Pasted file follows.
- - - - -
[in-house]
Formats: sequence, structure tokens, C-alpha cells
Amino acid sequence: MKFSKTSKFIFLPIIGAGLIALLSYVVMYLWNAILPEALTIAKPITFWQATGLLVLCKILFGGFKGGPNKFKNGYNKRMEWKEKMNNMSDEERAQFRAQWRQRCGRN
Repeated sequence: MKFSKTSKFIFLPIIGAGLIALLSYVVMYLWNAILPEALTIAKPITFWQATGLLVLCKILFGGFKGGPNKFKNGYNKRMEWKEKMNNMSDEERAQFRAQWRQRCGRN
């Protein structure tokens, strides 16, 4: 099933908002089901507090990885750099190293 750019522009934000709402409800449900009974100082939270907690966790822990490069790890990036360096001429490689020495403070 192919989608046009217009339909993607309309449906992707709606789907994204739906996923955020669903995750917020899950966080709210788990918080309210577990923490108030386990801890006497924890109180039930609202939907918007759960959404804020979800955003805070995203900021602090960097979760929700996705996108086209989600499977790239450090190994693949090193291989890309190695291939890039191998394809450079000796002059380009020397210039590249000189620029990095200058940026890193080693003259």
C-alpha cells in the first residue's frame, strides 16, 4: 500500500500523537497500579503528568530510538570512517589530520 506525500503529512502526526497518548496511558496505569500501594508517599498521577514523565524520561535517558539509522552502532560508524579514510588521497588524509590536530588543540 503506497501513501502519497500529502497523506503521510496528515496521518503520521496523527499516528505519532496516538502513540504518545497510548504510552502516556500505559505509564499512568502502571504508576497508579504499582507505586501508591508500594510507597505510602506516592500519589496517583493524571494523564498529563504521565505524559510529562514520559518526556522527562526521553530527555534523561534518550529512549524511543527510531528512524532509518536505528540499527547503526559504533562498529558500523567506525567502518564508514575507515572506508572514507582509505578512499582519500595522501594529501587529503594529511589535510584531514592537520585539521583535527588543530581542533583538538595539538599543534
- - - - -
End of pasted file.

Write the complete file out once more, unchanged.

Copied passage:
[in-house]
Formats: sequence, structure tokens, C-alpha cells
Amino acid sequence: MKFSKTSKFIFLPIIGAGLIALLSYVVMYLWNAILPEALTIAKPITFWQATGLLVLCKILFGGFKGGPNKFKNGYNKRMEWKEKMNNMSDEERAQFRAQWRQRCGRN
Repeated sequence: MKFSKTSKFIFLPIIGAGLIALLSYVVMYLWNAILPEALTIAKPITFWQATGLLVLCKILFGGFKGGPNKFKNGYNKRMEWKEKMNNMSDEERAQFRAQWRQRCGRN
């Protein structure tokens, strides 16, 4: 099933908002089901507090990885750099190293 750019522009934000709402409800449900009974100082939270907690966790822990490069790890990036360096001429490689020495403070 192919989608046009217009339909993607309309449906992707709606789907994204739906996923955020669903995750917020899950966080709210788990918080309210577990923490108030386990801890006497924890109180039930609202939907918007759960959404804020979800955003805070995203900021602090960097979760929700996705996108086209989600499977790239450090190994693949090193291989890309190695291939890039191998394809450079000796002059380009020397210039590249000189620029990095200058940026890193080693003259």
C-alpha cells in the first residue's frame, strides 16, 4: 500500500500523537497500579503528568530510538570512517589530520 506525500503529512502526526497518548496511558496505569500501594508517599498521577514523565524520561535517558539509522552502532560508524579514510588521497588524509590536530588543540 503506497501513501502519497500529502497523506503521510496528515496521518503520521496523527499516528505519532496516538502513540504518545497510548504510552502516556500505559505509564499512568502502571504508576497508579504499582507505586501508591508500594510507597505510602506516592500519589496517583493524571494523564498529563504521565505524559510529562514520559518526556522527562526521553530527555534523561534518550529512549524511543527510531528512524532509518536505528540499527547503526559504533562498529558500523567506525567502518564508514575507515572506508572514507582509505578512499582519500595522501594529501587529503594529511589535510584531514592537520585539521583535527588543530581542533583538538595539538599543534